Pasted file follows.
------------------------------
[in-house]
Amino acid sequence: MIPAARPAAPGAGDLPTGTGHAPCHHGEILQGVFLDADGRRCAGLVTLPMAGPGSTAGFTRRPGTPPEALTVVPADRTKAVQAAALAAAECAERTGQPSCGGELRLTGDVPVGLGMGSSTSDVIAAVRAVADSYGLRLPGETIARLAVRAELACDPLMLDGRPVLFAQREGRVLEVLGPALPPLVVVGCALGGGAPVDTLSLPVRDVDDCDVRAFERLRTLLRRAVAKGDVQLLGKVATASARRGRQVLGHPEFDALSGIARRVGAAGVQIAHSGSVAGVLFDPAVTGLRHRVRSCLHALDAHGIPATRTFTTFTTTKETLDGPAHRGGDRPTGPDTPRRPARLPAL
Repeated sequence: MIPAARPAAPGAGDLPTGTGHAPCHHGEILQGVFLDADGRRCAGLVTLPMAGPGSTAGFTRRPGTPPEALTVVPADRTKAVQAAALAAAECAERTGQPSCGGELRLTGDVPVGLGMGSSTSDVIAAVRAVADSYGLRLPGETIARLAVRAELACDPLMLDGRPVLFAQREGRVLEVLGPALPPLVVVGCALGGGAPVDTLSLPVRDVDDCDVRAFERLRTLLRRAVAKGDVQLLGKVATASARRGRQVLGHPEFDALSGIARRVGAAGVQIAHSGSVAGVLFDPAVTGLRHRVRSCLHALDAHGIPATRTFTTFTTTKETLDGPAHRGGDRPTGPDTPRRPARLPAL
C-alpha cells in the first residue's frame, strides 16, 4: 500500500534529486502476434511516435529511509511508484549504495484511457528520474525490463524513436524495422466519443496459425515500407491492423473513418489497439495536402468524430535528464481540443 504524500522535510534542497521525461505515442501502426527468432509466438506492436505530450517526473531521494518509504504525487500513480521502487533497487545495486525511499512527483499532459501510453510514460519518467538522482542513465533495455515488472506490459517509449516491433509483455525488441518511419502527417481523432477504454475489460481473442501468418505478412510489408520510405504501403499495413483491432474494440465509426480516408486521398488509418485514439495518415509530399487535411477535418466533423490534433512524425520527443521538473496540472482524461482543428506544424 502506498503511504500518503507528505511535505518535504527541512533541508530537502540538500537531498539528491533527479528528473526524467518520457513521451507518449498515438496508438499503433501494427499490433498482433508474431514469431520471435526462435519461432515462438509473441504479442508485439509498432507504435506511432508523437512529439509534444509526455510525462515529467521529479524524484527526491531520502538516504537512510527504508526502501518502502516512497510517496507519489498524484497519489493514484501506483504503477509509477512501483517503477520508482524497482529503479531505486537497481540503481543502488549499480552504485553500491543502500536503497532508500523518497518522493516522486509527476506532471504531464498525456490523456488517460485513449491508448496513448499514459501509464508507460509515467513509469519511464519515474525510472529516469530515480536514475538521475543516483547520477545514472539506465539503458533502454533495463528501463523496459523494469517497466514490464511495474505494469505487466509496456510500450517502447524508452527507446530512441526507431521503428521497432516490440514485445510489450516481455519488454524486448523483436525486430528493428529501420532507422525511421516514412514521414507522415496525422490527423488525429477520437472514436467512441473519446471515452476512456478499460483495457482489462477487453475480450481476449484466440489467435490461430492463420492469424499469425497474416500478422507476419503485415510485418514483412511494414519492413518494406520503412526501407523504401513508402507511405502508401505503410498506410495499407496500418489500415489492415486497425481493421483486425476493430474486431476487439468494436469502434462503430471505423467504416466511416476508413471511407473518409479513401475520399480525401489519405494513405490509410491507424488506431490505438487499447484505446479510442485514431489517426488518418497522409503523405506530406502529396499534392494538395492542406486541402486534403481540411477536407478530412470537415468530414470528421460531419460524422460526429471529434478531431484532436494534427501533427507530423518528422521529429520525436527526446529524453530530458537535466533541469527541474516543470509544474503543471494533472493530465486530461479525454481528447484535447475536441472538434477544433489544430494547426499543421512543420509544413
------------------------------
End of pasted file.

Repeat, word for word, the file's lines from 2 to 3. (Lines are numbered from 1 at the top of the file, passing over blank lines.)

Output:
Amino acid sequence: MIPAARPAAPGAGDLPTGTGHAPCHHGEILQGVFLDADGRRCAGLVTLPMAGPGSTAGFTRRPGTPPEALTVVPADRTKAVQAAALAAAECAERTGQPSCGGELRLTGDVPVGLGMGSSTSDVIAAVRAVADSYGLRLPGETIARLAVRAELACDPLMLDGRPVLFAQREGRVLEVLGPALPPLVVVGCALGGGAPVDTLSLPVRDVDDCDVRAFERLRTLLRRAVAKGDVQLLGKVATASARRGRQVLGHPEFDALSGIARRVGAAGVQIAHSGSVAGVLFDPAVTGLRHRVRSCLHALDAHGIPATRTFTTFTTTKETLDGPAHRGGDRPTGPDTPRRPARLPAL
Repeated sequence: MIPAARPAAPGAGDLPTGTGHAPCHHGEILQGVFLDADGRRCAGLVTLPMAGPGSTAGFTRRPGTPPEALTVVPADRTKAVQAAALAAAECAERTGQPSCGGELRLTGDVPVGLGMGSSTSDVIAAVRAVADSYGLRLPGETIARLAVRAELACDPLMLDGRPVLFAQREGRVLEVLGPALPPLVVVGCALGGGAPVDTLSLPVRDVDDCDVRAFERLRTLLRRAVAKGDVQLLGKVATASARRGRQVLGHPEFDALSGIARRVGAAGVQIAHSGSVAGVLFDPAVTGLRHRVRSCLHALDAHGIPATRTFTTFTTTKETLDGPAHRGGDRPTGPDTPRRPARLPAL